Aesop: Good Enough to Eat!
Have you heard of Aesop? Of course you have, it’s that Australian skincare brand with the amazing packaging. We just had to learn more. What we found is that you don’t need to dig very deep to find the culinary elements in Aseop — it’s written right there on the label, cardamom, parsley seed, sage and so on.
Now, we needed to consult the experts for this one. Since we do not recommend actually eating the product, how could we get the benefits of wearing Aesop and consuming the “essence” of it? We spoke with Hans Hendley, or as we like to call him: the nose of Aesop. Hans is responsible for training all of the newcomers about scent, essential oils and the benefits of each product and ingredient. He will be our “To Wear” voice in the portion below.
We then thought Sara Kramer and Sarah Hymanson, or “The Sara(h)’s.” These ladies know Mediterranean and Middle Eastern comfort food like nobody else. Kramer and her partner dazzled our taste buds at an Aesop dinner held at the Bon Appétit test kitchen a few weeks ago. These former Glasserie alums are on to new falafel ventures in Los Angeles (but more on that later) for now, they will be representing “To Eat.”
This photo series is here to prove that Aesop can be brought to the dinner table. We spoke with Hans and the Sara(h)’s about the benefits of cooking with the ingredients individually and wearing the product as whole. Now, let’s eat!
Anise, Clove & Spearmint
To Eat: We love the combination of anise, clove and spearmint, as well as some added green chiles, parsley, garlic and lemon, for a fresh spice condiment where the freshness of the mint counter-balances the warm spices nicely. It adds some zing and depth of flavor to almost anything.
To Wear: Clove bud oil is well known for its anti-microbial, anti-inflammatory and anesthetic properties which make it particularly suited to oral hygiene products.
To Eat: We have been adding chamomile to slow-braised fingerling potatoes, as of late. With a generous amount of olive oil, bay leaves and peppercorns, you end up with a creamy and deliciously floral potato.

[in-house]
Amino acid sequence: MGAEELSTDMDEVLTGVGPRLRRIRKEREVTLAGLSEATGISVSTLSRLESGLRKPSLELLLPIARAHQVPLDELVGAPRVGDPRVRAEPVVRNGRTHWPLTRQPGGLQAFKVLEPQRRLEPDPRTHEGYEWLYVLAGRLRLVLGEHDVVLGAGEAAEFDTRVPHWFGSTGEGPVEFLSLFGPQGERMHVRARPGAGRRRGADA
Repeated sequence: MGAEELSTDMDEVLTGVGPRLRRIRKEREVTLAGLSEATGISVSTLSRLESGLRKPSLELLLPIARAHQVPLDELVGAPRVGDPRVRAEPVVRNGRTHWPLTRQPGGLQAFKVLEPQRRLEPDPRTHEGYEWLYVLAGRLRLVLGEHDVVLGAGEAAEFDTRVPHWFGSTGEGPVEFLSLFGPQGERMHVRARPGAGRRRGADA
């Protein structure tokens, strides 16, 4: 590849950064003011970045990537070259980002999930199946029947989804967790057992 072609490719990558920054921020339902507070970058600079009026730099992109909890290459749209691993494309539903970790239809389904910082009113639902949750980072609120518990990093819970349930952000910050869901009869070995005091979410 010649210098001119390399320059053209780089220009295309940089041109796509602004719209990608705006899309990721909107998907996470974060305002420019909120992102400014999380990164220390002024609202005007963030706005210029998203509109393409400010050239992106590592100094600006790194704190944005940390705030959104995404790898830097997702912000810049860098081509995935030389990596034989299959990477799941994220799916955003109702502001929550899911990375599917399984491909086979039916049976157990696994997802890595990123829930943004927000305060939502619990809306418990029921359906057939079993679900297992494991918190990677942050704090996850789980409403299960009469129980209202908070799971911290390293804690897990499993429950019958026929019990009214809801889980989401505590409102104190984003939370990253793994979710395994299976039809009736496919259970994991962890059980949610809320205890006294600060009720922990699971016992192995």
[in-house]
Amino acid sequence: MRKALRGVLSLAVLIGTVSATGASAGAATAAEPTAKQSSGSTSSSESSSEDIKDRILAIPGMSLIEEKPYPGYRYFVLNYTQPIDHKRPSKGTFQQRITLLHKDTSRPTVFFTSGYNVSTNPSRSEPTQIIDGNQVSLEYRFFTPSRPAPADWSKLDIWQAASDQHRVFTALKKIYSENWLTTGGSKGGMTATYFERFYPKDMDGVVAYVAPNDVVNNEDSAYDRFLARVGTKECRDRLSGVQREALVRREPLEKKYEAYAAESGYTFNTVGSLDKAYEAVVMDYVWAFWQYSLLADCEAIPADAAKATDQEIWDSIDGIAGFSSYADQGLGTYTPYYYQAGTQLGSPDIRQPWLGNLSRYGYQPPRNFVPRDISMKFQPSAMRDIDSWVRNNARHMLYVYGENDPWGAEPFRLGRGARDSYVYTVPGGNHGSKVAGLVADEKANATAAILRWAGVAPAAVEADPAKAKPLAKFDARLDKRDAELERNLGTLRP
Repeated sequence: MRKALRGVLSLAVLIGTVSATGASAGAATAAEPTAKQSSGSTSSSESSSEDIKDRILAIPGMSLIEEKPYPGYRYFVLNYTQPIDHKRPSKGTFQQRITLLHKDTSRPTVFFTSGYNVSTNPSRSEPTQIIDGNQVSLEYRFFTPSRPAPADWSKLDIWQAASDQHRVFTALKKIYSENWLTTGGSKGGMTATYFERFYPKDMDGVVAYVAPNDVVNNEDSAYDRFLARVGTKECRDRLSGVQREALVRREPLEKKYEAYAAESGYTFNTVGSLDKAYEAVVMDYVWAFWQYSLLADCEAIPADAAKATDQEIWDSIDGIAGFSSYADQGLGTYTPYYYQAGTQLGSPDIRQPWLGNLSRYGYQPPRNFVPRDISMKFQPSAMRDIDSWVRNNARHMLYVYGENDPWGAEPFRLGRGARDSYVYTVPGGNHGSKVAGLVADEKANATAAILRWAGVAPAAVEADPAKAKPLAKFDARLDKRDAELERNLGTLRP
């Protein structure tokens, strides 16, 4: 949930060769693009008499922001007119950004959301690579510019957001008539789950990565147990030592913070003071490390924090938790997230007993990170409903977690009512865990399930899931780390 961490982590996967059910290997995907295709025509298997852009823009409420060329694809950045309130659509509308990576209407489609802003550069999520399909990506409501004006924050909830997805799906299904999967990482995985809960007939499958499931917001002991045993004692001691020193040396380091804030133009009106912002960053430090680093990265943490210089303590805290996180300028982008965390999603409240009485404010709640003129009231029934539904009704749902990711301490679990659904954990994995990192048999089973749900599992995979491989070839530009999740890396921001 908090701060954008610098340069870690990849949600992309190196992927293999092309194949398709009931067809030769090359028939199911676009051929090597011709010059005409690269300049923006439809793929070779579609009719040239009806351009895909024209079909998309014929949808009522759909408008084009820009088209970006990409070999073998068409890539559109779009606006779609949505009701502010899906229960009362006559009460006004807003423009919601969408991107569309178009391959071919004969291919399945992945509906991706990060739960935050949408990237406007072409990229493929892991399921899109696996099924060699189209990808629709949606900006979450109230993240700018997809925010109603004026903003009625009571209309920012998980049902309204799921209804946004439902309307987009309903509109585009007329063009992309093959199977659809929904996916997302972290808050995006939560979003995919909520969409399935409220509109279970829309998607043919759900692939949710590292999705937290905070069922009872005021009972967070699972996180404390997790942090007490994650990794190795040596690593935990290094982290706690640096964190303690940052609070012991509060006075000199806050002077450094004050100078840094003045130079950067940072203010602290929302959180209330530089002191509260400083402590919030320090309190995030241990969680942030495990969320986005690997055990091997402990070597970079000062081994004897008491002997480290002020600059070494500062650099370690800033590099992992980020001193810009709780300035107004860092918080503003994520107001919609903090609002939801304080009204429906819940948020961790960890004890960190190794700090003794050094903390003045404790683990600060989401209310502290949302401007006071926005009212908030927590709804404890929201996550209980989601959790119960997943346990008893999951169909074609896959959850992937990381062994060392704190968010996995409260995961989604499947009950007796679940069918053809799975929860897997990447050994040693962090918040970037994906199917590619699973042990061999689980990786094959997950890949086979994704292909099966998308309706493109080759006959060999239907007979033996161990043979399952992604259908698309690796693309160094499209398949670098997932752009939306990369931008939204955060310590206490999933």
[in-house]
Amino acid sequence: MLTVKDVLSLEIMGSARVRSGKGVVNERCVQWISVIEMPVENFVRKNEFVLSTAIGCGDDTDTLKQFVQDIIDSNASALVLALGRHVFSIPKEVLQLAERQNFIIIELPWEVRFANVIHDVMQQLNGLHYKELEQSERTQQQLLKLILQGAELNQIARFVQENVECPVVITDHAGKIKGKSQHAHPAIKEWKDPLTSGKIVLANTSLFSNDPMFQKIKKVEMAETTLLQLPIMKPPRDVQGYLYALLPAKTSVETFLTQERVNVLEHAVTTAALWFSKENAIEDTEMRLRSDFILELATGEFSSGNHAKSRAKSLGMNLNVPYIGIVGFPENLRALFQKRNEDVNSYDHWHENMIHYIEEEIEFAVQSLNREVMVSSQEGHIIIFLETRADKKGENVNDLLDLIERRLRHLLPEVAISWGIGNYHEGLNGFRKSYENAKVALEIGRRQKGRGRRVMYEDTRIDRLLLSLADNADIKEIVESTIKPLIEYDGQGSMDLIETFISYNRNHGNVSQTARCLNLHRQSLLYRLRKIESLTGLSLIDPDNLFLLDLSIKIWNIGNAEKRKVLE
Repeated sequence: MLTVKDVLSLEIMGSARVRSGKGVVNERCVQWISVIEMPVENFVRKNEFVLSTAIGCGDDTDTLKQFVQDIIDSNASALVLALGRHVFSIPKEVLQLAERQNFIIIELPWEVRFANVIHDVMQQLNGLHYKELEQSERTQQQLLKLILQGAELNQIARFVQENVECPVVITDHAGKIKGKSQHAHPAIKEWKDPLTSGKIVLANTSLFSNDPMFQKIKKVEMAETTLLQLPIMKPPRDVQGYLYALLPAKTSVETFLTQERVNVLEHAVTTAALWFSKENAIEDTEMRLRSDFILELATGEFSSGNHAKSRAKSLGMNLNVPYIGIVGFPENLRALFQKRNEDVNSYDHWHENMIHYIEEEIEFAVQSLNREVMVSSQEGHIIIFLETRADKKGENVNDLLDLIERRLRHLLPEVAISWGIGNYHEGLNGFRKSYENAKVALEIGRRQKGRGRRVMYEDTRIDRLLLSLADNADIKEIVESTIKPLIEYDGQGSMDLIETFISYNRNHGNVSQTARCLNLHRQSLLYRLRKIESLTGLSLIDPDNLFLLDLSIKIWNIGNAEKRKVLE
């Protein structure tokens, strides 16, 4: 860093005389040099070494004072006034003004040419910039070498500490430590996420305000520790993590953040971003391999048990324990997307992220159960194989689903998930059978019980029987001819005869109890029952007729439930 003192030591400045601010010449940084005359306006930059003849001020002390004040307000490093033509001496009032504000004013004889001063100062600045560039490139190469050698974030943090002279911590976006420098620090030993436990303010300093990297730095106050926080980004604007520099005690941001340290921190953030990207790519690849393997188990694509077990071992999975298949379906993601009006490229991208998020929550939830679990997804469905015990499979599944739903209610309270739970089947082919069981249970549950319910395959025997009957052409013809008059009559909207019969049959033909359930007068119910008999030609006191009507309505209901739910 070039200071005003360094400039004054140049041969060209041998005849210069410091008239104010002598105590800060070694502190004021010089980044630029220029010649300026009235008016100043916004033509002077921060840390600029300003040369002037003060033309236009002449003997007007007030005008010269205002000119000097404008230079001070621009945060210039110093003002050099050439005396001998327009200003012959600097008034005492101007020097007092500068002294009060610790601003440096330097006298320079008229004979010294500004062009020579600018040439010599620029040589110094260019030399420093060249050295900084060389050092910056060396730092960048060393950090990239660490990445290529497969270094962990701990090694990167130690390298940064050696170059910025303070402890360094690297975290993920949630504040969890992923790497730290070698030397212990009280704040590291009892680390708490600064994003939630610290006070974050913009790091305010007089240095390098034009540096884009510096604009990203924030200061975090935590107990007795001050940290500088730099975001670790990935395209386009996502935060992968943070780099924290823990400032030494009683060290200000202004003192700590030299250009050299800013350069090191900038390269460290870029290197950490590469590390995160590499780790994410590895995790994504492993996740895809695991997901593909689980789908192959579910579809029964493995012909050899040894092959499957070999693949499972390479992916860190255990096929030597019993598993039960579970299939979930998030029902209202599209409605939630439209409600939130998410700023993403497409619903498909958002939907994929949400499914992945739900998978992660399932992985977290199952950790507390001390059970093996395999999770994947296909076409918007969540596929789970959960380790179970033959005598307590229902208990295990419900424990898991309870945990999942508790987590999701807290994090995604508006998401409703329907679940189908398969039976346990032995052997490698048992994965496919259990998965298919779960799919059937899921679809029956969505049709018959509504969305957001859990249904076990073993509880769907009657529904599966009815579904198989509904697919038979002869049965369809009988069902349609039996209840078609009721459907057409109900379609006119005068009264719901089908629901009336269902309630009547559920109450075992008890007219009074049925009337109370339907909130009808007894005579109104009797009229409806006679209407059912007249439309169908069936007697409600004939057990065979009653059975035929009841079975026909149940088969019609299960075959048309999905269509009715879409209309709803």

To Wear: Similar chamomile tea we drink to soothe and calm from the inside, when applied topically, chamomile essential oil is one of the safest and most universal soothing and calming ingredients for the skin.
Grapefruit & Lemon
To Eat: We love using citrus peel infused into neutral oil, such as grape seed, to incorporate citrus notes without adding having to add the juice itself. These oils are great for sauces and vinaigrettes.
To Wear: The cold pressed grapefruit and lemon peel oils work synergistically with the other ingredients in the formulation to cool and tone the skin whilst providing anti-microbial benefits.
To Eat: Green tea is an awesome addition to a cocktail or punch, adding flavor as well as roundness and tannins.
To Wear: The addition of green tea extract provides a layer of anti-oxidant protection to fortify the skin against free radical damage.
To Eat: Licorice is an interesting addition to braises, particularly poultry or rabbit.
To Wear: Licorice Root Extract is utilized for its anti-inflammatory, anti-oxidant and skin tone evening properties.
Mandarin Orange & Rosemary
To Eat: Mandarin orange and rosemary are a natural and proven pair. The orange zest goes perfectly in a rosemary shortbread, cake or ice cream.
To Wear: Rosemary oil is utilized for its softening, hydrating and anti-oxidant properties while mandarin rind extract provides antiseptic benefits
To Eat: Parsley seed has been a recent obsession of ours, thanks to Aesop! We lightly grind it and mix it with sumac and sesame for a fun spin on za’atar.
To Wear: The potent anti-oxidant properties of Parsley Seed oil are a result of the flavone and myristicin content of the oil along with vitamin A and vitamin C. It seems quite likely that there is in fact a synergistic effect at play, with more than one component lending the oil its efficacy, leading ultimately to potent anti-oxidant activity. It has been noted that Parsley Seed oil has higher anti-oxidant potential than the commonly used ‘gold standard’ anti-oxidant compounds such as BHT.
To Eat: Rose, and other flower waters, are a great way to incorporate floral notes into both savory and sweet dishes. We incorporate rose water into a syrup for soaking a semolina cake, a variation on the ubiquitous dessert, basbousa.
To Wear: The highest quality Bulgarian Rose oil used in Rose Hair & Scalp Moisturising Masque contains meaningful levels of Beta-carotene (vitamin A), tocopherol (vitamin E), which significantly contribute to its soothing and softening properties on the hair and skin.
To Eat: Sage is mighty tasty inside just about any stuffed pastry whether savory- cheese or ground meat- or sweet- walnut or apricot. But a little does go a long way!
To Wear: Sage Leaf extract calms and soothes the skin adding in this formulations suitability for sensitive skin types.
Photography by: Signe Birck